It spanned the length of a door frame and width fit for two bodies to comfortably sleep under. We slept head to toe and the drizzle turned to a mixture of sleet, hail and snow, as I drifted in and out of my dreams. Little tiny white specks splattered on the ground, but as it grew colder, they piled up, resembling pieces of salt.
We awoke early around 6 AM and I met Chello at the Sunshine Mission where we indulged in coffee and oatmeal. He picked up some extra clothing, and shoes and we hit the road for I-17 South to head to Phoenix. The blustery weather froze our fingers and toes as we walked towards the first on-ramp in Flagstaff. We approached a bridge and saw the tag of a fellow train rider and hitchhiker named Church so we assumed it was a good spot to catch a ride. We stood there wiggling our fingers and shaking our legs as the wind shifted in every direction making it feel like winter. There was not much of a pull-off so we gave up and took shelter in the Walmart across the street. John Human hit me up and a college kid on the side of the road both suggested we hitchhike out of the next exit towards 179 South for Sedona. The two roundabouts meant heavy traffic and in no time we found a ride from a ortho-molecular nutritionist from Germany as we meandered through the mountains of Oak Creek Canyon towards Sedona. Its greenery and rock looked like a mini version of the Grand Canyon. She dropped us off at Burger King putting us 28 miles closer to Phoenix and we spent an hour basking in the sunlight and beauty around us.
We tried to find a place to hitch out of Sedona without much luck so we started walking down the road towards I-17 South as we followed 179 South. Chello counted the mile markers as we came one step closer to the on-ramp of I-17. Tramping down the road we searched for cigarette butts as cars passed in heavy volume. I placed the Phoenix sign on Chello’s backpack and within five minutes we hitched a ride from the back of a pickup truck for 4 miles through the canyon. This man drove like a lunatic, passing cars, speeding, and swerving as we rattled around in the back of his truck, but he took us within 10 miles of the on-ramp so for that we broke out into appreciation.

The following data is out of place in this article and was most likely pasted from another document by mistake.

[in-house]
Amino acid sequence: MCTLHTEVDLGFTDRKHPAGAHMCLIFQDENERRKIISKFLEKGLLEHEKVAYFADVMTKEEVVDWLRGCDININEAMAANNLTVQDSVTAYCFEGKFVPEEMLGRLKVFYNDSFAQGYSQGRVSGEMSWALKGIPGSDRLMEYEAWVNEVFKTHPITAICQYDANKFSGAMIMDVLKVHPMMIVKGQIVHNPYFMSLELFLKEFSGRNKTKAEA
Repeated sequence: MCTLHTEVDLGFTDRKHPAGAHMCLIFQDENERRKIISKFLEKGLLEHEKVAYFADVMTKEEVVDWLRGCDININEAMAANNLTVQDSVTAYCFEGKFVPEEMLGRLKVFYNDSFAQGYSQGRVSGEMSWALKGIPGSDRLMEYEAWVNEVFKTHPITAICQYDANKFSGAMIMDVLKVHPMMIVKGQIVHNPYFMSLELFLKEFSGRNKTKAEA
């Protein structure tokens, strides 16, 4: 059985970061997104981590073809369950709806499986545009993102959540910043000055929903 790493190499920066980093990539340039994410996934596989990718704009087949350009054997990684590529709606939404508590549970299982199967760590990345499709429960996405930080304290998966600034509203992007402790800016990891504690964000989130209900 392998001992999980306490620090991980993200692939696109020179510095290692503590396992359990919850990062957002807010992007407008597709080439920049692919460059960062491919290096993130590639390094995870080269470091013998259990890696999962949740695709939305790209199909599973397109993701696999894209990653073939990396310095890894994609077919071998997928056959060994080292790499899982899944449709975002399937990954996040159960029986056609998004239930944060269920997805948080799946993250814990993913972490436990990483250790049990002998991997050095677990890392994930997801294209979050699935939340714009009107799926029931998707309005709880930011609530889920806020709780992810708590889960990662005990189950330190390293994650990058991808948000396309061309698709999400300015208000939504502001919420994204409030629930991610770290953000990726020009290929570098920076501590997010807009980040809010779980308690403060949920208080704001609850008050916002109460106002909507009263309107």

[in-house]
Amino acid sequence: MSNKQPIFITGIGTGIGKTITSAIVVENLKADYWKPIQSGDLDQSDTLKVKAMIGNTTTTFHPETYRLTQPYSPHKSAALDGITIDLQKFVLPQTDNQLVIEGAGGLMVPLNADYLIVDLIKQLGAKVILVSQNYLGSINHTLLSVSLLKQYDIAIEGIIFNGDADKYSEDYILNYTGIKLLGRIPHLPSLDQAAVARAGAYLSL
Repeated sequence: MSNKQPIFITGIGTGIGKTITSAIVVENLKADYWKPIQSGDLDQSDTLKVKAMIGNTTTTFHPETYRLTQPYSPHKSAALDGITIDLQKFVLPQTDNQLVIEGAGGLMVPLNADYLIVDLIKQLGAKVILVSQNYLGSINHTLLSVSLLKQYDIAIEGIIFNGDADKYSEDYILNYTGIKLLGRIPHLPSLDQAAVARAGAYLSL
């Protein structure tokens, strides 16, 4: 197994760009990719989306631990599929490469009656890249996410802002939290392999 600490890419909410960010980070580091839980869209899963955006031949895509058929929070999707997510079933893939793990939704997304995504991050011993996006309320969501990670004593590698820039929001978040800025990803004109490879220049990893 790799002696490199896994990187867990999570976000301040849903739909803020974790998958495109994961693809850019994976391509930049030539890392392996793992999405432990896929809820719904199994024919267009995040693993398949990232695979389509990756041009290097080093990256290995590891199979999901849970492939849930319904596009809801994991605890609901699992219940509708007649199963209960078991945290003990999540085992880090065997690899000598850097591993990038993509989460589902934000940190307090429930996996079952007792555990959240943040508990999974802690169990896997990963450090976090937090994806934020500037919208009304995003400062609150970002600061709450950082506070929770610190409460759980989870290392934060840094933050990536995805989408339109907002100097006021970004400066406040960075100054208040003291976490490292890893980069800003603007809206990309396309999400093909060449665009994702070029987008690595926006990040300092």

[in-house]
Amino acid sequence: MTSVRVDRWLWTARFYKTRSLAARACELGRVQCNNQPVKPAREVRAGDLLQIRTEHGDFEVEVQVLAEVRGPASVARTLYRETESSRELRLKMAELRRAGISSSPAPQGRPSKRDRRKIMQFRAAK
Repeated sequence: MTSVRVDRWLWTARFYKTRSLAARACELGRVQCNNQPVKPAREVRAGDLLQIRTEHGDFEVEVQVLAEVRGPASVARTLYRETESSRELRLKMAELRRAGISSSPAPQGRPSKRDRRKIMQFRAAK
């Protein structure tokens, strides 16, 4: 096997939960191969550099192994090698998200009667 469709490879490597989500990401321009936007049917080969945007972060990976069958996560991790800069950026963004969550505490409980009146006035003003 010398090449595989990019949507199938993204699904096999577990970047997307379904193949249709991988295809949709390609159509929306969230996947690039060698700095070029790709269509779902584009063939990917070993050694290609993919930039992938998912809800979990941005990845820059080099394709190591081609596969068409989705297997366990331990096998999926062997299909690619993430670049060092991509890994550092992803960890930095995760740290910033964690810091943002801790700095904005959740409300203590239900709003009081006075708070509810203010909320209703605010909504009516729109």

We walked and walked, and walked some more, further and further away from Sedona and the small villages into the middle of nowhere, nothing but canyon surrounded us. For the first time in Chello’s lifetime he saw the real scenery of the west coast in true form and to make matters even better I spotted my first needle in a haystack, a perfectly rolled, unsmoked, joint. Of course we sparked it up and took a ride down the road mentally. Weed made everything amplified and better in nature. The vibrant colors burst out and sounds became more sensitive, but the pain in my toes and feet dissipated as we trotted along getting closer to the on-ramp while the sunset over the canyon. A car turned around and the thought never even crossed my mind that we found a ride to Phoenix until a blonde, Russian chick hopped out of the vehicle. She asked one question, “You can get in as long as you don’t smell.” So we turned and looked at each other, then jumped in the car. The whole time I felt stoned off my ass. I felt the vibrations of the music tingle the hairs on my arms and my mind felt adrift as if I was tripping. Maybe it was laced? We never found out, but the drive to Phoenix landed us at our destination so I could spend these next few days with my wife before traveling to the west coast to see more of the United States.